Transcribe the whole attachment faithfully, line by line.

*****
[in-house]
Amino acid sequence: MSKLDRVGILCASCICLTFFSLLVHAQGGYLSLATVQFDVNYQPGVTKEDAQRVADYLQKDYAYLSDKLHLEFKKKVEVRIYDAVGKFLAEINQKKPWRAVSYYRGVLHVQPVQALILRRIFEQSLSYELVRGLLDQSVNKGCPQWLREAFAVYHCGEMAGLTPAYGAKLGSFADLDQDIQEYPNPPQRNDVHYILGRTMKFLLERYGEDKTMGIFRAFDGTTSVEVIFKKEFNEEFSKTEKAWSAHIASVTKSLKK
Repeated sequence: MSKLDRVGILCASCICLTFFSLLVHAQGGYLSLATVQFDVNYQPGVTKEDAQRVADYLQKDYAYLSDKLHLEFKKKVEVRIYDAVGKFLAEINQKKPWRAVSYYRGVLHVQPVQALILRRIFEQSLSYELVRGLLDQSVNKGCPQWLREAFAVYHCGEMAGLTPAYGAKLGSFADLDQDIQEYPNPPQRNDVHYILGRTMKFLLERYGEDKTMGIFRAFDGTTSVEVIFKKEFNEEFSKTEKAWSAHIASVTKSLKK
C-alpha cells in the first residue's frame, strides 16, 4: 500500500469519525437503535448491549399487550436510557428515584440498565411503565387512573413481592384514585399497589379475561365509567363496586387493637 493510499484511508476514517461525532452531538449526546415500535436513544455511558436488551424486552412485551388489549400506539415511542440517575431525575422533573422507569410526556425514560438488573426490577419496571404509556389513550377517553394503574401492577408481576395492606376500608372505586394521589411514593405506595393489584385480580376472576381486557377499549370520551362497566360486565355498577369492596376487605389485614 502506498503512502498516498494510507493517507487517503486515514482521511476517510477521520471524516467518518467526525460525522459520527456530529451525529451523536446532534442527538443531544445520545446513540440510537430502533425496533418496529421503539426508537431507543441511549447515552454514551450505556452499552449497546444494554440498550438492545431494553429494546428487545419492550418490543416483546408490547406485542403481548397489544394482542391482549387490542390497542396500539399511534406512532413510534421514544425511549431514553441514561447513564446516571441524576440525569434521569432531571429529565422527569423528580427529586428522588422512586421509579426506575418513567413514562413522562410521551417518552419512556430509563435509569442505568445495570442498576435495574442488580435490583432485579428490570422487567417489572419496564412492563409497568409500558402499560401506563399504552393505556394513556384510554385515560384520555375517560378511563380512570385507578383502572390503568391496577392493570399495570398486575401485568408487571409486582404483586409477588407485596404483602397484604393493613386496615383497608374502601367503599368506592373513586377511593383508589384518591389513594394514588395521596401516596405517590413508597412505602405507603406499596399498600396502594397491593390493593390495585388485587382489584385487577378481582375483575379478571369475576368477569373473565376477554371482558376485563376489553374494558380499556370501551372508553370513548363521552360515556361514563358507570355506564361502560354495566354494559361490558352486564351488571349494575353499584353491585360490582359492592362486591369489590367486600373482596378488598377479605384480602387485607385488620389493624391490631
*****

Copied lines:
[in-house]
Amino acid sequence: MSKLDRVGILCASCICLTFFSLLVHAQGGYLSLATVQFDVNYQPGVTKEDAQRVADYLQKDYAYLSDKLHLEFKKKVEVRIYDAVGKFLAEINQKKPWRAVSYYRGVLHVQPVQALILRRIFEQSLSYELVRGLLDQSVNKGCPQWLREAFAVYHCGEMAGLTPAYGAKLGSFADLDQDIQEYPNPPQRNDVHYILGRTMKFLLERYGEDKTMGIFRAFDGTTSVEVIFKKEFNEEFSKTEKAWSAHIASVTKSLKK
Repeated sequence: MSKLDRVGILCASCICLTFFSLLVHAQGGYLSLATVQFDVNYQPGVTKEDAQRVADYLQKDYAYLSDKLHLEFKKKVEVRIYDAVGKFLAEINQKKPWRAVSYYRGVLHVQPVQALILRRIFEQSLSYELVRGLLDQSVNKGCPQWLREAFAVYHCGEMAGLTPAYGAKLGSFADLDQDIQEYPNPPQRNDVHYILGRTMKFLLERYGEDKTMGIFRAFDGTTSVEVIFKKEFNEEFSKTEKAWSAHIASVTKSLKK
C-alpha cells in the first residue's frame, strides 16, 4: 500500500469519525437503535448491549399487550436510557428515584440498565411503565387512573413481592384514585399497589379475561365509567363496586387493637 493510499484511508476514517461525532452531538449526546415500535436513544455511558436488551424486552412485551388489549400506539415511542440517575431525575422533573422507569410526556425514560438488573426490577419496571404509556389513550377517553394503574401492577408481576395492606376500608372505586394521589411514593405506595393489584385480580376472576381486557377499549370520551362497566360486565355498577369492596376487605389485614 502506498503512502498516498494510507493517507487517503486515514482521511476517510477521520471524516467518518467526525460525522459520527456530529451525529451523536446532534442527538443531544445520545446513540440510537430502533425496533418496529421503539426508537431507543441511549447515552454514551450505556452499552449497546444494554440498550438492545431494553429494546428487545419492550418490543416483546408490547406485542403481548397489544394482542391482549387490542390497542396500539399511534406512532413510534421514544425511549431514553441514561447513564446516571441524576440525569434521569432531571429529565422527569423528580427529586428522588422512586421509579426506575418513567413514562413522562410521551417518552419512556430509563435509569442505568445495570442498576435495574442488580435490583432485579428490570422487567417489572419496564412492563409497568409500558402499560401506563399504552393505556394513556384510554385515560384520555375517560378511563380512570385507578383502572390503568391496577392493570399495570398486575401485568408487571409486582404483586409477588407485596404483602397484604393493613386496615383497608374502601367503599368506592373513586377511593383508589384518591389513594394514588395521596401516596405517590413508597412505602405507603406499596399498600396502594397491593390493593390495585388485587382489584385487577378481582375483575379478571369475576368477569373473565376477554371482558376485563376489553374494558380499556370501551372508553370513548363521552360515556361514563358507570355506564361502560354495566354494559361490558352486564351488571349494575353499584353491585360490582359492592362486591369489590367486600373482596378488598377479605384480602387485607385488620389493624391490631